Scottish independence: No campaign ‘inundated’ with donations


The campaign to keep Scotland in the UK has asked people to stop sending small donations – because it has been inundated with cash since its leader went head to head with Alex Salmond on television.

Better Together chairman Alistair Darling was widely credited as the winner of the first live televised debate with Scotland’s First Minister, and the No campaign said it has paid off in cash.

Yes Scotland said Better Together is funded by “billionaire bankers, property companies and Conservative Party supporters”, many of whom do not have a vote and are least likely to support a more equal society.

Better Together campaign director Blair McDougall said: “We have had so many small donations following last week’s TV debate that we are now asking people to stop donating to us. It’s really encouraging that so many people want to support our campaign.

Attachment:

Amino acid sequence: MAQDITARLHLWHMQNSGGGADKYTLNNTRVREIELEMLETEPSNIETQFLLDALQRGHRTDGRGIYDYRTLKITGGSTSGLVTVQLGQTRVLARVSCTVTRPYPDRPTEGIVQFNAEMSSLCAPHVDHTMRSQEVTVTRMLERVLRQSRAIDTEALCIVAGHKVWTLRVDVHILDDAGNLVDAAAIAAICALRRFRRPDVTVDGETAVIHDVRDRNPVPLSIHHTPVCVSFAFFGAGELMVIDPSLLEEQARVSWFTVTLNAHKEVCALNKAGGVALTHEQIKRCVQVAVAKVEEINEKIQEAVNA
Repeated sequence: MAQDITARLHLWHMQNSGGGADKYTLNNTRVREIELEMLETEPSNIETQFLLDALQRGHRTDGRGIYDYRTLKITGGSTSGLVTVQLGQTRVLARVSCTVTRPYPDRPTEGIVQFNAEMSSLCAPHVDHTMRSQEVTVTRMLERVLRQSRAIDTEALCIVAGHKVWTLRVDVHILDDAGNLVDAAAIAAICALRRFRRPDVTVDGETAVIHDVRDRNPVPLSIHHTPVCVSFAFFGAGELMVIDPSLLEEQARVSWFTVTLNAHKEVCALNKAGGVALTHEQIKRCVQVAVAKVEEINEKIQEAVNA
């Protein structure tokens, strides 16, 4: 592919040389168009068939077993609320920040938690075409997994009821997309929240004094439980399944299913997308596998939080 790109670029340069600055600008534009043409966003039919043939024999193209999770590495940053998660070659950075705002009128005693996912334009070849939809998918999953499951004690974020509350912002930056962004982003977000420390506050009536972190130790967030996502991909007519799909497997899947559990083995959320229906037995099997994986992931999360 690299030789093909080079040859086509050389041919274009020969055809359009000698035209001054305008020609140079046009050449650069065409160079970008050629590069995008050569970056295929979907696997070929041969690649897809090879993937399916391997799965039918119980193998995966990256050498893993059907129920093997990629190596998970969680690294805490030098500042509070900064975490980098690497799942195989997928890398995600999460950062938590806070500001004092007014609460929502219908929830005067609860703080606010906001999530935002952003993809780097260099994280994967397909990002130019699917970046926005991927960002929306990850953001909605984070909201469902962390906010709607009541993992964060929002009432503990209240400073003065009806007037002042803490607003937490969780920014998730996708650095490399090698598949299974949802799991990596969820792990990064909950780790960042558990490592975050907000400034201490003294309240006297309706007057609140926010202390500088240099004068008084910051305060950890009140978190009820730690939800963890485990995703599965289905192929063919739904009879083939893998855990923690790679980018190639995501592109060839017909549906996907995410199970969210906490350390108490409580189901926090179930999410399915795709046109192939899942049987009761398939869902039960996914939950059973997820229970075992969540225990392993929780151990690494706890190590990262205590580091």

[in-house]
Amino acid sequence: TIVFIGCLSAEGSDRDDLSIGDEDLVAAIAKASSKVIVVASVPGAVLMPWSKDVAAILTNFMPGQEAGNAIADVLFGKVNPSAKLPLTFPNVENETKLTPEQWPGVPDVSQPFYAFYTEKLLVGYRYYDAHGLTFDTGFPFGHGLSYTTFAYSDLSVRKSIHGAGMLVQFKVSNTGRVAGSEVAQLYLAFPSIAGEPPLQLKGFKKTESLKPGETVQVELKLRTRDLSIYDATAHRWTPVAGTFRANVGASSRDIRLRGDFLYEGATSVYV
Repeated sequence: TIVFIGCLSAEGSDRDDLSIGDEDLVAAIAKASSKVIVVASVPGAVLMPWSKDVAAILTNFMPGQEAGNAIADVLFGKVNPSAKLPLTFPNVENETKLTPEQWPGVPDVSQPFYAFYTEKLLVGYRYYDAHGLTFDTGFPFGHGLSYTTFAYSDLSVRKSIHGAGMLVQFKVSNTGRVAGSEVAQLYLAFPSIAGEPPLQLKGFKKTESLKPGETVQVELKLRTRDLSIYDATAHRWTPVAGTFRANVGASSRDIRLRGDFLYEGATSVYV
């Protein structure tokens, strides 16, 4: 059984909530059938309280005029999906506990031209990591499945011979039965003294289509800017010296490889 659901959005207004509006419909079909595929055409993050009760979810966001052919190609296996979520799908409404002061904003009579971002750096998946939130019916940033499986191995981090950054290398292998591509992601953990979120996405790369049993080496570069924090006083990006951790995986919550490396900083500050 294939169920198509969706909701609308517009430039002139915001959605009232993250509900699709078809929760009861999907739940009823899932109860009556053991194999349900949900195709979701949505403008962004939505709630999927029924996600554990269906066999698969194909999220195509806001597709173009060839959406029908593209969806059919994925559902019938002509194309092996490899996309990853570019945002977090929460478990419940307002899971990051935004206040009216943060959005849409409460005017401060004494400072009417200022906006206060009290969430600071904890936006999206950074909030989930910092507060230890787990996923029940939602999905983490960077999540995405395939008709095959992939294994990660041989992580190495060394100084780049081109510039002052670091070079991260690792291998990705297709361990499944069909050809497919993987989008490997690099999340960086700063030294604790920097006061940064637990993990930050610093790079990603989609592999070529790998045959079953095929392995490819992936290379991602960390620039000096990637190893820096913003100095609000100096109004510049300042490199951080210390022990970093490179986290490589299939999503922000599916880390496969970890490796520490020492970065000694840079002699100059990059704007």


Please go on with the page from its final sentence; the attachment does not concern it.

“Alex Salmond had the chance to be honest with people of Scotland about the risks of independence, but he failed to do so. It’s no wonder Scots are rejecting separation when we don’t know what money our wages, pensions or benefits would be paid in if we left the UK. We don’t know what currency we would use to pay for our schools and hospitals. Alex Salmond can’t expect us to take a leap in the dark on the basis of his blind faith.

“This is the biggest decision in Scotland’s history. Those of us who believe that the brightest future for Scotland is to remain in the UK will be working flat out between now and the vote on September 18. We cannot be complacent for one second.”

A Yes Scotland spokesman said: “As the Financial Times reported recently, the No campaign is funded by ‘billionaire bankers, property companies and Conservative Party supporters’ – the very people who are least likely to support a fairer, more equal society in Scotland, and many of whom do not have a vote in the referendum.

“The snap post-TV debate poll showed support for Yes at 47 per cent and that the First Minister won the debate by a margin of some three to one among undecided voters.”